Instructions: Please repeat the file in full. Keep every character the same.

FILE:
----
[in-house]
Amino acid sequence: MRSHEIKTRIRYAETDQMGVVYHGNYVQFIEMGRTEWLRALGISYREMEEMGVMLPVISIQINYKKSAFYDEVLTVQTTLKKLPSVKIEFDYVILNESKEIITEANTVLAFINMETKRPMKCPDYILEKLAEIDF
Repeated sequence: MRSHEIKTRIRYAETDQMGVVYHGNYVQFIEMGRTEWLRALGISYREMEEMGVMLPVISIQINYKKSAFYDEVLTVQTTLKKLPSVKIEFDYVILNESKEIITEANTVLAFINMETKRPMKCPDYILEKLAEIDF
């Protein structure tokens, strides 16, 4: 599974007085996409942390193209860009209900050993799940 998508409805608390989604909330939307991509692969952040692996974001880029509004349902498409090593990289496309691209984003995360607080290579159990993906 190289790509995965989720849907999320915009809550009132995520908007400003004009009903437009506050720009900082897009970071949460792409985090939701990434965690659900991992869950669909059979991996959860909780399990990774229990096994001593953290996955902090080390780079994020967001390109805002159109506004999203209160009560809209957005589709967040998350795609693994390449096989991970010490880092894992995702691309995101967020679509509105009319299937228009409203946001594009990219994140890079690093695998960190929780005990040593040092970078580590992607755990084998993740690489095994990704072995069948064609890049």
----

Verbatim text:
[in-house]
Amino acid sequence: MRSHEIKTRIRYAETDQMGVVYHGNYVQFIEMGRTEWLRALGISYREMEEMGVMLPVISIQINYKKSAFYDEVLTVQTTLKKLPSVKIEFDYVILNESKEIITEANTVLAFINMETKRPMKCPDYILEKLAEIDF
Repeated sequence: MRSHEIKTRIRYAETDQMGVVYHGNYVQFIEMGRTEWLRALGISYREMEEMGVMLPVISIQINYKKSAFYDEVLTVQTTLKKLPSVKIEFDYVILNESKEIITEANTVLAFINMETKRPMKCPDYILEKLAEIDF
């Protein structure tokens, strides 16, 4: 599974007085996409942390193209860009209900050993799940 998508409805608390989604909330939307991509692969952040692996974001880029509004349902498409090593990289496309691209984003995360607080290579159990993906 190289790509995965989720849907999320915009809550009132995520908007400003004009009903437009506050720009900082897009970071949460792409985090939701990434965690659900991992869950669909059979991996959860909780399990990774229990096994001593953290996955902090080390780079994020967001390109805002159109506004999203209160009560809209957005589709967040998350795609693994390449096989991970010490880092894992995702691309995101967020679509509105009319299937228009409203946001594009990219994140890079690093695998960190929780005990040593040092970078580590992607755990084998993740690489095994990704072995069948064609890049």